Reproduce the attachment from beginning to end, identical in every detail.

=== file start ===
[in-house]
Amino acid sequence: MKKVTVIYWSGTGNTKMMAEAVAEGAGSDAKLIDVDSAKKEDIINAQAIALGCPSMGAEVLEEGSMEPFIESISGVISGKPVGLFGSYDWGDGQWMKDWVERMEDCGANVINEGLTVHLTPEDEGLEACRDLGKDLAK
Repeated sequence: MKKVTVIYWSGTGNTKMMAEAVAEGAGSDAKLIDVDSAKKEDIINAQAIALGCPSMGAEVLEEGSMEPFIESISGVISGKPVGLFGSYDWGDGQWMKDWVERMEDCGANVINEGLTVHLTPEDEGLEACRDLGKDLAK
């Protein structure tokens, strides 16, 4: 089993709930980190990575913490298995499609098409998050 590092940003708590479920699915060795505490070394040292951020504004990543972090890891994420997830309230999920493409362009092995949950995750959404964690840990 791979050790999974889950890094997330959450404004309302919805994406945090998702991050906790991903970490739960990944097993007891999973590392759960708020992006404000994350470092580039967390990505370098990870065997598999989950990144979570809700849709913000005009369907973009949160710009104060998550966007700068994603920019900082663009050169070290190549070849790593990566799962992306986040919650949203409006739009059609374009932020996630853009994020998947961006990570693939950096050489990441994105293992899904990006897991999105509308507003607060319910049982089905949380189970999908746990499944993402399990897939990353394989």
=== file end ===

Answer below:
[in-house]
Amino acid sequence: MKKVTVIYWSGTGNTKMMAEAVAEGAGSDAKLIDVDSAKKEDIINAQAIALGCPSMGAEVLEEGSMEPFIESISGVISGKPVGLFGSYDWGDGQWMKDWVERMEDCGANVINEGLTVHLTPEDEGLEACRDLGKDLAK
Repeated sequence: MKKVTVIYWSGTGNTKMMAEAVAEGAGSDAKLIDVDSAKKEDIINAQAIALGCPSMGAEVLEEGSMEPFIESISGVISGKPVGLFGSYDWGDGQWMKDWVERMEDCGANVINEGLTVHLTPEDEGLEACRDLGKDLAK
């Protein structure tokens, strides 16, 4: 089993709930980190990575913490298995499609098409998050 590092940003708590479920699915060795505490070394040292951020504004990543972090890891994420997830309230999920493409362009092995949950995750959404964690840990 791979050790999974889950890094997330959450404004309302919805994406945090998702991050906790991903970490739960990944097993007891999973590392759960708020992006404000994350470092580039967390990505370098990870065997598999989950990144979570809700849709913000005009369907973009949160710009104060998550966007700068994603920019900082663009050169070290190549070849790593990566799962992306986040919650949203409006739009059609374009932020996630853009994020998947961006990570693939950096050489990441994105293992899904990006897991999105509308507003607060319910049982089905949380189970999908746990499944993402399990897939990353394989």